JP Donleavy’s A Letter Marked Personal: The letter is an anti-climax, the book a troubling read

Book review: This posthumously-published novel has few redeeming features

JP Dunleavy in 2014. For a book so obsessed with sex, and with women, A Letter Marked Personal knows frighteningly little about them. File photograph: Brenda Fitzsimons

JP Dunleavy in 2014. For a book so obsessed with sex, and with women, A Letter Marked Personal knows frighteningly little about them. File photograph: Brenda Fitzsimons

JP Donleavy, author of The Ginger Man, began this posthumously-published novel in 1999, and completed it in 2007, though it is released by Lilliput for the first time this year. A Letter Marked Personal is a strange beast, hanging as it does on a plot device deployed in the very last pages of the book. It follows lingerie entrepreneur Nathan Johnson, who lives and works in New York, as is conducting an affair-of-the-heart with his young employee, whilst his wife Muriel flits in and out of the narrative. He is a thoroughly unlikeable character, though Donleavy tries often to gesture towards his moral calibre.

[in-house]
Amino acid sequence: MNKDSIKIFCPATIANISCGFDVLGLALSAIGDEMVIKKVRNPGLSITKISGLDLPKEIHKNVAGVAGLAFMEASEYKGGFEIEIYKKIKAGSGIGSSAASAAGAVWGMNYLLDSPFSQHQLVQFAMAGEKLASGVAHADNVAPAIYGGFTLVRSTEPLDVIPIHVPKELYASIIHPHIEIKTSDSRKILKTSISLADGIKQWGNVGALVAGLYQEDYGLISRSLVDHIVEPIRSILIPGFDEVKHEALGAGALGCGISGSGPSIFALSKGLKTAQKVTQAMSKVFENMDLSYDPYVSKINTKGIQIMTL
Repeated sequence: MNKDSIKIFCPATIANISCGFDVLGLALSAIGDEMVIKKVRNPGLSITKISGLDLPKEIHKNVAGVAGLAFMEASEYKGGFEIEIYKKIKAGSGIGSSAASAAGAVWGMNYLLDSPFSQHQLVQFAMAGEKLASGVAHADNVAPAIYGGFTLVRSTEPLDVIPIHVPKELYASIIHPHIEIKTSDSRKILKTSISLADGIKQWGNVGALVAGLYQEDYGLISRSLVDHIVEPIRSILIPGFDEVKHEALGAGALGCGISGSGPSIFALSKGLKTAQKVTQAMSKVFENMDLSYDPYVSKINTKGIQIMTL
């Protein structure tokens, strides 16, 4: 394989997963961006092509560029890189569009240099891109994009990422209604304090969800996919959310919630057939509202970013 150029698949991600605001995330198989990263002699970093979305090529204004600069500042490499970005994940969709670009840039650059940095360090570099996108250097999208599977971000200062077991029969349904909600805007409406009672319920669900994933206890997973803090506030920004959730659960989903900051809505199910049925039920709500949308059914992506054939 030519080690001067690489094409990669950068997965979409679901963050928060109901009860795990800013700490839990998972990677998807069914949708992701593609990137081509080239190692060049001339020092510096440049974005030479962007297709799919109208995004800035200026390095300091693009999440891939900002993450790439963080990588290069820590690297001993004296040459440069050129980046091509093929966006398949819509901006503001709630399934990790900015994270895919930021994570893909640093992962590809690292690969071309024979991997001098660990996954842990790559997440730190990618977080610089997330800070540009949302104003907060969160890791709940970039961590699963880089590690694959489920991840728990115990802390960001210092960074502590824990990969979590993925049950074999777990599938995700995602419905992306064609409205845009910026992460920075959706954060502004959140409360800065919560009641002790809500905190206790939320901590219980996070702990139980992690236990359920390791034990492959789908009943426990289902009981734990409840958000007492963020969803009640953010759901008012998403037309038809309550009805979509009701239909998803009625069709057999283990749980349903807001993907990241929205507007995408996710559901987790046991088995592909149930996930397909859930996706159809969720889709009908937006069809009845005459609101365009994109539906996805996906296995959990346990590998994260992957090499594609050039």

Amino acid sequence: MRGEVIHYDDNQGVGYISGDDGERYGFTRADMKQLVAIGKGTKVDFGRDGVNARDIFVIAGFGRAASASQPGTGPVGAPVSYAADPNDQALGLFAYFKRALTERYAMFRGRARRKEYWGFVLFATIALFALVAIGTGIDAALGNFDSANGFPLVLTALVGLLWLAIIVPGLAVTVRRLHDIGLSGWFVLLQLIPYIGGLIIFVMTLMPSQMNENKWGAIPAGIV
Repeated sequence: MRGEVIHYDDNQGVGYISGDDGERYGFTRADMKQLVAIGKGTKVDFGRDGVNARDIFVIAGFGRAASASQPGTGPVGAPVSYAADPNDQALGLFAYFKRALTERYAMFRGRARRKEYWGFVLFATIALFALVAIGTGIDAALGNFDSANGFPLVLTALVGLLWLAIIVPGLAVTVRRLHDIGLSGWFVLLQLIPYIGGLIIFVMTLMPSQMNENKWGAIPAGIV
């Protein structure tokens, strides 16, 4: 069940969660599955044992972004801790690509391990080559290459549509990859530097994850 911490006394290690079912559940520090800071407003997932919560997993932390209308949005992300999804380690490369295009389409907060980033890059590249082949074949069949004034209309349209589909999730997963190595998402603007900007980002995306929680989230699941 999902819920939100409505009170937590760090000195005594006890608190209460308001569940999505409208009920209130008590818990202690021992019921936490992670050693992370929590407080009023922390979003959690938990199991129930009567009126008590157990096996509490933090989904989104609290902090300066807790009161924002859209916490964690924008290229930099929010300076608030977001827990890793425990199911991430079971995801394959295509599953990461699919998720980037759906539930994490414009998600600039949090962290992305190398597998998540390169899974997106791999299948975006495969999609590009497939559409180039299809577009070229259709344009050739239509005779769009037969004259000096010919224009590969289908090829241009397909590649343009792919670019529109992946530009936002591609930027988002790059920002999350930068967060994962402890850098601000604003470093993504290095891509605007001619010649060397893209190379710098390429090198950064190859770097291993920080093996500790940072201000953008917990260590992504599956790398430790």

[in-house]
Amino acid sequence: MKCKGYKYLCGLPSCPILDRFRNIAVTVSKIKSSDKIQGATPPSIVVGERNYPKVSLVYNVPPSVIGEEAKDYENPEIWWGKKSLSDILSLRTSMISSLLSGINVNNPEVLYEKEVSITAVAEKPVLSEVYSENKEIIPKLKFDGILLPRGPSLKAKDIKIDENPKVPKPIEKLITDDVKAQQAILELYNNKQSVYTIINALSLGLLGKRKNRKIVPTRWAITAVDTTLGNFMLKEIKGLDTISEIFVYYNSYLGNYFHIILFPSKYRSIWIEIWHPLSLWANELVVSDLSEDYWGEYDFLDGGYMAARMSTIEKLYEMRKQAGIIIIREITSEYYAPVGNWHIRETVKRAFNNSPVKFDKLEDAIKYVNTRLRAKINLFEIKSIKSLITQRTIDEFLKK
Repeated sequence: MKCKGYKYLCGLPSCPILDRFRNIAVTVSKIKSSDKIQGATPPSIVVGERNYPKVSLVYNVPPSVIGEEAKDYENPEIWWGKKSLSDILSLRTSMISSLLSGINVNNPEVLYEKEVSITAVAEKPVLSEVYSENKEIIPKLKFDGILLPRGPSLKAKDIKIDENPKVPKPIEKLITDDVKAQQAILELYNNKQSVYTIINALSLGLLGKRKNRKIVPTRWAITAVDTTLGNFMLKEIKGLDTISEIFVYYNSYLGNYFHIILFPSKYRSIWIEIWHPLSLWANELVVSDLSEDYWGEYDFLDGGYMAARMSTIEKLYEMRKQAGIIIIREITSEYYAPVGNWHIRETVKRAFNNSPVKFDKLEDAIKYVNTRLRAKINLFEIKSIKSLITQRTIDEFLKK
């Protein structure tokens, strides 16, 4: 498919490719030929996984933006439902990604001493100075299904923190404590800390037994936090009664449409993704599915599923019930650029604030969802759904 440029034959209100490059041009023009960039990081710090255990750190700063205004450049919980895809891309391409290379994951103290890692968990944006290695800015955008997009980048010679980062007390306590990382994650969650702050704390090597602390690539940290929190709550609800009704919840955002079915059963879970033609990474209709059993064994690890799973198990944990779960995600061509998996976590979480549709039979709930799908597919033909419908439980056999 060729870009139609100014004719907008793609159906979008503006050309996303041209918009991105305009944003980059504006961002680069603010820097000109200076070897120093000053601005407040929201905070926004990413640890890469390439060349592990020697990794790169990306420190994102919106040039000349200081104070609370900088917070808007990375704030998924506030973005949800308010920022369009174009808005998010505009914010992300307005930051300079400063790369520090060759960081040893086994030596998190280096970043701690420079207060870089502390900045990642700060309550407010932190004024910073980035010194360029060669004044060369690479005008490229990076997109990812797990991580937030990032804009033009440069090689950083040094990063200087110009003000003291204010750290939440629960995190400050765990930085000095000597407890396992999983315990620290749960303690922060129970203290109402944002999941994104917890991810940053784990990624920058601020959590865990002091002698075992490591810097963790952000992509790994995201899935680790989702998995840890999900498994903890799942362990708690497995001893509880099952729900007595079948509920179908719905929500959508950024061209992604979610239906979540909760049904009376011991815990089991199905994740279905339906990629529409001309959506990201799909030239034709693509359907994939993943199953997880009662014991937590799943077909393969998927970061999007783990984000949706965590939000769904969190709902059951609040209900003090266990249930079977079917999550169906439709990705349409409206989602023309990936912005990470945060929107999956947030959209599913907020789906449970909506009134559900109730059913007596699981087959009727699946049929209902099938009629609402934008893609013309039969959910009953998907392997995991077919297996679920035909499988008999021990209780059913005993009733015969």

The letter of the title arrives with only 20 or so pages of the novel left, but the importance it is given, and the suspense its late appearance creates, sets up a sense of promise that is never quite fulfilled. Without giving any spoilers, the letter is rather an anti-climax, coming a little out of the blue, and though it reflects on the behaviour of the protagonist, it never fully links with the plot of the book as a whole. The other effect of this promised letter is that it also promises a twist, a sudden reversal that might redeem (or at least explain) the misogyny and amorality of the main character.

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